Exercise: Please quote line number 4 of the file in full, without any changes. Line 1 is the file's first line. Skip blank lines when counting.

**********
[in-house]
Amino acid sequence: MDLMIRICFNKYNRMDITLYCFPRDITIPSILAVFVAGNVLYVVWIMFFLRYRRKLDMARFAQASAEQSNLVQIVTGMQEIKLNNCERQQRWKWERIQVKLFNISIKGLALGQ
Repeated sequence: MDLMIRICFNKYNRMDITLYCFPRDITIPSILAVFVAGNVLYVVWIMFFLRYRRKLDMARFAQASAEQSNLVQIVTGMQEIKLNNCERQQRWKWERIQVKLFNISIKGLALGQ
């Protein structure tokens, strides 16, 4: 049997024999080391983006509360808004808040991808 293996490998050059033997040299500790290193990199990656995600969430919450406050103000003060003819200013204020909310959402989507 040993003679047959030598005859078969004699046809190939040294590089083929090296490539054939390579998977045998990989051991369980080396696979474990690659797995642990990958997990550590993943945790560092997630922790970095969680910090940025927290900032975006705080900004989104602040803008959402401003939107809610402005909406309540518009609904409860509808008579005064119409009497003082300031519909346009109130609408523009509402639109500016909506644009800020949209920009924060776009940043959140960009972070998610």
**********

């Protein structure tokens, strides 16, 4: 049997024999080391983006509360808004808040991808 293996490998050059033997040299500790290193990199990656995600969430919450406050103000003060003819200013204020909310959402989507 040993003679047959030598005859078969004699046809190939040294590089083929090296490539054939390579998977045998990989051991369980080396696979474990690659797995642990990958997990550590993943945790560092997630922790970095969680910090940025927290900032975006705080900004989104602040803008959402401003939107809610402005909406309540518009609904409860509808008579005064119409009497003082300031519909346009109130609408523009509402639109500016909506644009800020949209920009924060776009940043959140960009972070998610």